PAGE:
Directed by David Yates and written by J.K. Rowling that is based on her fictional guide book Fantastic Beasts and Where to Find Them, Fantastic Beasts: The Crimes of Grindelwald is the sequel to the 2016 film that follows various wizards trying to find the dark wizard Gellert Grindelwald who is rumored to be forging an alliance to destroy Muggles prompting a young wizard to seek the help of Albus Dumbledore. The film is set a year after the events of the previous film as it explore loyalties and the emergence of a much darker conflict that would possibly shape the wizarding world with Johnny Depp playing the role of Grindelwald and Jude Law as Albus Dumbledore. Also starring Eddie Redmayne, Katherine Waterston, Dan Fogler, Alison Sudol, Ezra Miller, Zoe Kravitz, Callum Turner, Claudia Kim, Kevin Guthrie, William Nadylam, and Brontis Jodorowsky as Nicholas Flamel. Fantastic Beasts: The Crimes of Grindelwald is a bloated and nonsensical film from David Yates and writer J.K. Rowling.

Set a year after events in New York City, the film revolves the escape of Gellert Grindelwald following a prison transfer as he has returned to Europe to wreak havoc prompting a young wizard to find and stop Grindelwald. It’s a premise that could be told in a simple fashion where it play into characters dealing with this antagonist as loyalties come into question yet its execution in the story ends up being more about spectacle rather than focusing on the story. J.K. Rowling’s screenplay is the biggest crime of the film as it’s a script that starts off with this exhilarating escape only to fall down hard into an overblown and over-explained first act that reintroduce characters from the previous film and don’t do much to introduce new characters. At the same time, the story goes all over the place where part of the narrative takes place in Britain while much of it is in Paris and there is so much that is happening that it’s hard to keep up.

There are also these twists and turns that starts to occur late in the film as it involves the identity of Creedence (Ezra Miller) as it ends up being filled with a lot of confusion while there are also these subplots involving individual characters with Queenie (Alison Sudol) going to Grindelwald thinking he can help change the law about wizards/witches marrying muggles/no-majs. The lack of a structure is also what hinders the script as much of it is all about exposition and an overdrawn first act that rely on exposition leading to a third act and skipping over a second act to unveil this climax that is underwhelming and incoherent in its execution.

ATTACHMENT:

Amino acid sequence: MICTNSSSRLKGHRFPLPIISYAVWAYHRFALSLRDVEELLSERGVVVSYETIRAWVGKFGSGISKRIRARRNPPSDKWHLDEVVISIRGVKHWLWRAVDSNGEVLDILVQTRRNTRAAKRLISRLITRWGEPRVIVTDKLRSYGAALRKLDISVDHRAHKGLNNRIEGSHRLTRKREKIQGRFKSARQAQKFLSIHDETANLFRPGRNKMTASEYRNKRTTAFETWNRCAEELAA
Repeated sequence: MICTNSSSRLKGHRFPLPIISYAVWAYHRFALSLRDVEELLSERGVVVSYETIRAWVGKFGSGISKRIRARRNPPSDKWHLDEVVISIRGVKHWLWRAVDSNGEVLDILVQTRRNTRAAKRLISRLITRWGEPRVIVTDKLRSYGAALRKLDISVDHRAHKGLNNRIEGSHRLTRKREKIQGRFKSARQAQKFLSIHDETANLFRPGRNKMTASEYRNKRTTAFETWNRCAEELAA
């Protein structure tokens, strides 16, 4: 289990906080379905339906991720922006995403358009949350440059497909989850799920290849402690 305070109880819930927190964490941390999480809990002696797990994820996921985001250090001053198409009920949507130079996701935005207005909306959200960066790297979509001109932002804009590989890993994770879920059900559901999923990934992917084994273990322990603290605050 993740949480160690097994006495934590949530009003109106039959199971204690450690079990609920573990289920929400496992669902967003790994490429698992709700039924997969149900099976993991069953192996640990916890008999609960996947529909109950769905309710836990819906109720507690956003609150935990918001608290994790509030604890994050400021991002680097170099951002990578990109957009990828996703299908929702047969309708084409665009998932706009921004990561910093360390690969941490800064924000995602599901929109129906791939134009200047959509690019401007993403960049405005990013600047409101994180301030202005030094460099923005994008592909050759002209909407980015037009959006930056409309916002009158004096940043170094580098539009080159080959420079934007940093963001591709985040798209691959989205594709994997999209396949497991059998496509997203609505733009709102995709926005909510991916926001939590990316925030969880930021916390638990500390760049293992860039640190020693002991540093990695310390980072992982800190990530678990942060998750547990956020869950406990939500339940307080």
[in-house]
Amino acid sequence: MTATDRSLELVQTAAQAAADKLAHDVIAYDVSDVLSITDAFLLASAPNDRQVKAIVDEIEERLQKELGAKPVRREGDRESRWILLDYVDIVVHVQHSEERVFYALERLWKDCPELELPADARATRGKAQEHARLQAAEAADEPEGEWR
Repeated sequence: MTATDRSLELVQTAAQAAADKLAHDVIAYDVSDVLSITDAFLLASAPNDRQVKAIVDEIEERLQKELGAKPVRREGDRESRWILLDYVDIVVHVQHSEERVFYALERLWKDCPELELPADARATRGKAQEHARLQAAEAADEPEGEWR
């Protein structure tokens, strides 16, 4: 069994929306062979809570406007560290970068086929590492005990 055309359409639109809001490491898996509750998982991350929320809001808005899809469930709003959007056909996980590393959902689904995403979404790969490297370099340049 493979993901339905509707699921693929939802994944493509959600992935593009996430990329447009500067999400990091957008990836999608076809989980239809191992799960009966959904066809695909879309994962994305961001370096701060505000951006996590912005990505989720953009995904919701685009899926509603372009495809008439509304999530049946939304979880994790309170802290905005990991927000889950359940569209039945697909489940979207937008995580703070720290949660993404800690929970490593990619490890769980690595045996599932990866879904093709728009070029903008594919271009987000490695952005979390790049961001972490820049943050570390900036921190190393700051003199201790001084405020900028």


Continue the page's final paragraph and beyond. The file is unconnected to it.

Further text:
David Yates’ direction is definitely undercooked largely due to the many shortcomings of the film’s screenplay. Shot mainly at a studio lot in Leavesden in Britain with additional shots in London, Paris, and parts of Switzerland, Yates establishes a world that is vast with much of the emphasis set on Europe as well as being in transition. It mainly serves as set dressing where it tries to distract the viewers with these vast spectacle of a magical world that has a lot to offer. Yet, Yates never really does more to establish the world nor make it feel special while the brief scenes set at Hogwarts has that yet it is only brief that also include a strange flashback scene involving a young Newt Scamander (Joshua Shea) and Leta Lestrange (Thea Lamb). Scenes involving Newt (Eddie Redmayne) and the no-maj Jacob Kowalski (Dan Fogler) has Yates creating compositions that are quite typical but it often tries to play it for laughs or suspense yet it doesn’t deliver in neither department. Even moments where Newt meets Queenie’s sister Tina (Katherine Waterston) feels tacked on as they never get a chance to really re-establish their own relationship.

Yates’ direction does establish the locations and where the characters are but its approach to suspense is underwhelming as it tries to put in awkward moments of humor while whatever dramatic rhythms it tried to put on feels flat. Even in the lead-up to its climax feels clunky and tacked on at times where it comes to these revelations about Creedence’s identity as it creates confusion that is followed by Grindelwald’s plans for an upcoming war as he asks wizards and witches to join him. Instead, it feels like an overblown set piece with lots of visual effects and ends up being anticlimactic that is then followed by another big revelation that isn’t just ridiculous but it raises questions into what Rowling is trying to say and set up for the next story nearly to the point of frustration. Overall, Yates and Rowling create a film that tries to do a lot only to end up being a hollow and lifeless spectacle about a wizard trying to stop an evil wizard from wreaking havoc on the world.

Cinematographer Philippe Rousselot does fine work in creating unique look for the visuals though it never does anything to standout due in part to what Yates try to do on a visual scale. Editor Mark Day does terrible work with the editing mainly due to the many subplots and expository scenes as it aims for too many quick cuts where at times it becomes nonsensical in what is going on. Production designer Stuart Craig, with set decorator Anna Pinnock and supervising art director Martin Foley, does nice work with the look of Hogwarts and the British and French Ministry of Magic buildings though other sets don’t have this air of intrigue that the characters go into. Costume designer Colleen Atwood does OK work with the costumes as it play into the style of the late 1920s to play into the refined look of Leta Lestrange and the more ragged look of Newt Scamander.